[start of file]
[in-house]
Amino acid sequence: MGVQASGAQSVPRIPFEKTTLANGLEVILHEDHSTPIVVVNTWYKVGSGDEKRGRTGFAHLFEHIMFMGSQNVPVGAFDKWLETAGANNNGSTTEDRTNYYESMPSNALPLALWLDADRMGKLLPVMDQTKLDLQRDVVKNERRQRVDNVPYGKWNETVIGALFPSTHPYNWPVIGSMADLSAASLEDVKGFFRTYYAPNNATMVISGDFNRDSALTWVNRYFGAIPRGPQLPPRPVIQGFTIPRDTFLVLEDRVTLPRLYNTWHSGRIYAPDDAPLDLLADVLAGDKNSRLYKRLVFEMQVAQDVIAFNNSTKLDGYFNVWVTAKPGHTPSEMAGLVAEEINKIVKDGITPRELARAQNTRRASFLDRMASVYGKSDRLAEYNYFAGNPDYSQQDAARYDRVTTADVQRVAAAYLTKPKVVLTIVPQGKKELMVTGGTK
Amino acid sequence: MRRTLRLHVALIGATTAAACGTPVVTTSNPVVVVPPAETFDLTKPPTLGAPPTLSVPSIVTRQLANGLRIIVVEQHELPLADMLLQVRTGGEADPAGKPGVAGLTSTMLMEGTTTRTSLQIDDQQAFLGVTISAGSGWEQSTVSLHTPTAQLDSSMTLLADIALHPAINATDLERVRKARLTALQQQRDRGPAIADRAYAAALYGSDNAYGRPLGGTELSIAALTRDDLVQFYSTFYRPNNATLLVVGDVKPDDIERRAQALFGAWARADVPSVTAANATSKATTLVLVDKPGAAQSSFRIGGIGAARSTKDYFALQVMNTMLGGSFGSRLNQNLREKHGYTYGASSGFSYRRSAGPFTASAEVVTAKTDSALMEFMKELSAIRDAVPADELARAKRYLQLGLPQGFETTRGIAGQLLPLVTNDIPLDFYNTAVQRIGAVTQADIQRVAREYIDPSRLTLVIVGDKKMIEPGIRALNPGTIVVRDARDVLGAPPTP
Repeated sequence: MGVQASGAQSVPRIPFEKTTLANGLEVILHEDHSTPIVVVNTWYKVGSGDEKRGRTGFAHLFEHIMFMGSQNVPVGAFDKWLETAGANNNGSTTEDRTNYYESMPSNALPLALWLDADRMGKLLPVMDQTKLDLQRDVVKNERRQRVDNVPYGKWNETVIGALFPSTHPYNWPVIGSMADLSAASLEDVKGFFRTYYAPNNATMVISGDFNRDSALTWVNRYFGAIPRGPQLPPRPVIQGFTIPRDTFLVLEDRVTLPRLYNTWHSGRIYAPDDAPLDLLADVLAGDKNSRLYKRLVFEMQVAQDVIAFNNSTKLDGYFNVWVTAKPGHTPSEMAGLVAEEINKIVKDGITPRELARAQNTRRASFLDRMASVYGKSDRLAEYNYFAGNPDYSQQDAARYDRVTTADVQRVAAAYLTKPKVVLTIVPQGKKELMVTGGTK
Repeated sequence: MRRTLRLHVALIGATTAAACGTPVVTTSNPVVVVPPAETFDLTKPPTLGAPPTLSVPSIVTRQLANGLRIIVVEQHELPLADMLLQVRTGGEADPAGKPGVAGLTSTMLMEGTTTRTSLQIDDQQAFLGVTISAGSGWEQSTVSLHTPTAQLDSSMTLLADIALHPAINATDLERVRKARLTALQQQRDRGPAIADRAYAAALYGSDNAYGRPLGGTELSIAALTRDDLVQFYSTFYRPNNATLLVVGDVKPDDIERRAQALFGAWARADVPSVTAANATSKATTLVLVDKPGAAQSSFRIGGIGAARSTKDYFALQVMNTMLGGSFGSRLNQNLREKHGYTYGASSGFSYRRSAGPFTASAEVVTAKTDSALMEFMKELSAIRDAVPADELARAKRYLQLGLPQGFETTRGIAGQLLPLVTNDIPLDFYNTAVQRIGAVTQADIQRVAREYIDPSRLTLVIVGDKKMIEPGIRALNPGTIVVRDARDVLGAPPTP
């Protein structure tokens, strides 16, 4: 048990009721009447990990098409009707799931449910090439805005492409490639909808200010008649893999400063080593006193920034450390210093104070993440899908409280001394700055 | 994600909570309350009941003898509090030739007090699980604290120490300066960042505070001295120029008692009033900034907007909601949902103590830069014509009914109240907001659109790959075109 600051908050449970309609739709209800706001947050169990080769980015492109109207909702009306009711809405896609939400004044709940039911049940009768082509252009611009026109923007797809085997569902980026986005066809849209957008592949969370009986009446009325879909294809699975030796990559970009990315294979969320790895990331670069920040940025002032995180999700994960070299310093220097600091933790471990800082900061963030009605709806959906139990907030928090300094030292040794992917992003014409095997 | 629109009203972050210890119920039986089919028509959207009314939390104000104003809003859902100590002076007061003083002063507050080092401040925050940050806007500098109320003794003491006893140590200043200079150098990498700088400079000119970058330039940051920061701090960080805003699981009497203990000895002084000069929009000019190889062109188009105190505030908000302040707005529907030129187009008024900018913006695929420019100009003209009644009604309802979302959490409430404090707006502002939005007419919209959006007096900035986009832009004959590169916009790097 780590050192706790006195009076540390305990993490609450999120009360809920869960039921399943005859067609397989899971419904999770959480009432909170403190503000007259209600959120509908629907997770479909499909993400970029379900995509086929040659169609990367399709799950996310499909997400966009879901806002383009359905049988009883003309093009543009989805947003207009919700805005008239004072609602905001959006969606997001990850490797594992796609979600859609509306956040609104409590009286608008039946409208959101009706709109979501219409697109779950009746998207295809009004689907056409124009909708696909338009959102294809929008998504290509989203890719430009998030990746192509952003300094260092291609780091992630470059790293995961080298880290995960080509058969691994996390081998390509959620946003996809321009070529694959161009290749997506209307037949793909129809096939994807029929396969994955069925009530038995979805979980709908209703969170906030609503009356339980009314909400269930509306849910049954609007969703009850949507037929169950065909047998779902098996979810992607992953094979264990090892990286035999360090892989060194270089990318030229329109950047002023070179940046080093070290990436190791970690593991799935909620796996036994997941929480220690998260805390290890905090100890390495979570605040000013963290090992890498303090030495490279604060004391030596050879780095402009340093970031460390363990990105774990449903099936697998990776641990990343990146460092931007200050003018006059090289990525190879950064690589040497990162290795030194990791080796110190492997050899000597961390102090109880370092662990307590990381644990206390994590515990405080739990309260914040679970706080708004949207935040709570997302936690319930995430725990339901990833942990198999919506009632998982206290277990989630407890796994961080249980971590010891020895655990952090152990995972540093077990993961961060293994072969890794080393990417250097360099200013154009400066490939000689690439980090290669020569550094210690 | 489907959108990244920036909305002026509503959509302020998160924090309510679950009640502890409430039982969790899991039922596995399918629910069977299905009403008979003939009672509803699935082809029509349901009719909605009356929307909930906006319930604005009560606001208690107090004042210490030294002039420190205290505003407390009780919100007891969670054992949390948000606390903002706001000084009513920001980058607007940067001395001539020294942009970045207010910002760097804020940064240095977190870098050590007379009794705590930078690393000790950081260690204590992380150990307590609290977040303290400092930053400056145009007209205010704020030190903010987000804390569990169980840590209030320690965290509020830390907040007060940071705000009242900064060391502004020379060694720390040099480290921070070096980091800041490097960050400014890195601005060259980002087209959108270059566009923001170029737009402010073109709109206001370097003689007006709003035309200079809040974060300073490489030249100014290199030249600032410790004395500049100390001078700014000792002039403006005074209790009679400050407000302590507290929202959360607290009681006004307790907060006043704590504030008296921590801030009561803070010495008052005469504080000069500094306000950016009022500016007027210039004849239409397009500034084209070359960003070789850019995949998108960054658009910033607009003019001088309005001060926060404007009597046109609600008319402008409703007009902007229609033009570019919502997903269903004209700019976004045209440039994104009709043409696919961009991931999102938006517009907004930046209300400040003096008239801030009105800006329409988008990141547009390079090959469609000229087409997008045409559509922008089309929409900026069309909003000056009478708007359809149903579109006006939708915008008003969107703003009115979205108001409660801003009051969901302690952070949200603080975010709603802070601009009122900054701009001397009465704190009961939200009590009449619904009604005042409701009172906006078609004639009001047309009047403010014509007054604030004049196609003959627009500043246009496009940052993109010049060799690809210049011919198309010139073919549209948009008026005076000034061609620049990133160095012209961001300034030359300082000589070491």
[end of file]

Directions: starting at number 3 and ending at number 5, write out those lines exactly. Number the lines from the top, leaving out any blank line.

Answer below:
Amino acid sequence: MRRTLRLHVALIGATTAAACGTPVVTTSNPVVVVPPAETFDLTKPPTLGAPPTLSVPSIVTRQLANGLRIIVVEQHELPLADMLLQVRTGGEADPAGKPGVAGLTSTMLMEGTTTRTSLQIDDQQAFLGVTISAGSGWEQSTVSLHTPTAQLDSSMTLLADIALHPAINATDLERVRKARLTALQQQRDRGPAIADRAYAAALYGSDNAYGRPLGGTELSIAALTRDDLVQFYSTFYRPNNATLLVVGDVKPDDIERRAQALFGAWARADVPSVTAANATSKATTLVLVDKPGAAQSSFRIGGIGAARSTKDYFALQVMNTMLGGSFGSRLNQNLREKHGYTYGASSGFSYRRSAGPFTASAEVVTAKTDSALMEFMKELSAIRDAVPADELARAKRYLQLGLPQGFETTRGIAGQLLPLVTNDIPLDFYNTAVQRIGAVTQADIQRVAREYIDPSRLTLVIVGDKKMIEPGIRALNPGTIVVRDARDVLGAPPTP
Repeated sequence: MGVQASGAQSVPRIPFEKTTLANGLEVILHEDHSTPIVVVNTWYKVGSGDEKRGRTGFAHLFEHIMFMGSQNVPVGAFDKWLETAGANNNGSTTEDRTNYYESMPSNALPLALWLDADRMGKLLPVMDQTKLDLQRDVVKNERRQRVDNVPYGKWNETVIGALFPSTHPYNWPVIGSMADLSAASLEDVKGFFRTYYAPNNATMVISGDFNRDSALTWVNRYFGAIPRGPQLPPRPVIQGFTIPRDTFLVLEDRVTLPRLYNTWHSGRIYAPDDAPLDLLADVLAGDKNSRLYKRLVFEMQVAQDVIAFNNSTKLDGYFNVWVTAKPGHTPSEMAGLVAEEINKIVKDGITPRELARAQNTRRASFLDRMASVYGKSDRLAEYNYFAGNPDYSQQDAARYDRVTTADVQRVAAAYLTKPKVVLTIVPQGKKELMVTGGTK
Repeated sequence: MRRTLRLHVALIGATTAAACGTPVVTTSNPVVVVPPAETFDLTKPPTLGAPPTLSVPSIVTRQLANGLRIIVVEQHELPLADMLLQVRTGGEADPAGKPGVAGLTSTMLMEGTTTRTSLQIDDQQAFLGVTISAGSGWEQSTVSLHTPTAQLDSSMTLLADIALHPAINATDLERVRKARLTALQQQRDRGPAIADRAYAAALYGSDNAYGRPLGGTELSIAALTRDDLVQFYSTFYRPNNATLLVVGDVKPDDIERRAQALFGAWARADVPSVTAANATSKATTLVLVDKPGAAQSSFRIGGIGAARSTKDYFALQVMNTMLGGSFGSRLNQNLREKHGYTYGASSGFSYRRSAGPFTASAEVVTAKTDSALMEFMKELSAIRDAVPADELARAKRYLQLGLPQGFETTRGIAGQLLPLVTNDIPLDFYNTAVQRIGAVTQADIQRVAREYIDPSRLTLVIVGDKKMIEPGIRALNPGTIVVRDARDVLGAPPTP